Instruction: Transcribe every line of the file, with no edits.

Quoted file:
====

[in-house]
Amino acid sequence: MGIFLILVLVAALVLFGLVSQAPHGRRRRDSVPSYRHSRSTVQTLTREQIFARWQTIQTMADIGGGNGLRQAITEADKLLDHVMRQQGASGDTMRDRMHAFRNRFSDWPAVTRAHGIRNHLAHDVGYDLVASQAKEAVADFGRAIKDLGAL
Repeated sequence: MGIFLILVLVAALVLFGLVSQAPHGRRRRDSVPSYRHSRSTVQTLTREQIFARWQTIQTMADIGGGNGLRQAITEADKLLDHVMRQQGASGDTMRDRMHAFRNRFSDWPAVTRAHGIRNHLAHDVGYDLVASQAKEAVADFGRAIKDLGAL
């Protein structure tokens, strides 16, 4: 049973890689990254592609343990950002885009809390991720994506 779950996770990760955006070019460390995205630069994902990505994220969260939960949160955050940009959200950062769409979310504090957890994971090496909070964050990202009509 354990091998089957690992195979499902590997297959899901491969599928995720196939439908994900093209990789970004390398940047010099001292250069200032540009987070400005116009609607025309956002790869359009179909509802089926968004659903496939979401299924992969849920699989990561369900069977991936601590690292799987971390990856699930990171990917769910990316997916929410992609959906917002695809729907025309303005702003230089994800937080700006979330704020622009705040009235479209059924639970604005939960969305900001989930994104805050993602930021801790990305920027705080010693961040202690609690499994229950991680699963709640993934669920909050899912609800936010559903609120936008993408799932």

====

[in-house]
Amino acid sequence: MGIFLILVLVAALVLFGLVSQAPHGRRRRDSVPSYRHSRSTVQTLTREQIFARWQTIQTMADIGGGNGLRQAITEADKLLDHVMRQQGASGDTMRDRMHAFRNRFSDWPAVTRAHGIRNHLAHDVGYDLVASQAKEAVADFGRAIKDLGAL
Repeated sequence: MGIFLILVLVAALVLFGLVSQAPHGRRRRDSVPSYRHSRSTVQTLTREQIFARWQTIQTMADIGGGNGLRQAITEADKLLDHVMRQQGASGDTMRDRMHAFRNRFSDWPAVTRAHGIRNHLAHDVGYDLVASQAKEAVADFGRAIKDLGAL
């Protein structure tokens, strides 16, 4: 049973890689990254592609343990950002885009809390991720994506 779950996770990760955006070019460390995205630069994902990505994220969260939960949160955050940009959200950062769409979310504090957890994971090496909070964050990202009509 354990091998089957690992195979499902590997297959899901491969599928995720196939439908994900093209990789970004390398940047010099001292250069200032540009987070400005116009609607025309956002790869359009179909509802089926968004659903496939979401299924992969849920699989990561369900069977991936601590690292799987971390990856699930990171990917769910990316997916929410992609959906917002695809729907025309303005702003230089994800937080700006979330704020622009705040009235479209059924639970604005939960969305900001989930994104805050993602930021801790990305920027705080010693961040202690609690499994229950991680699963709640993934669920909050899912609800936010559903609120936008993408799932």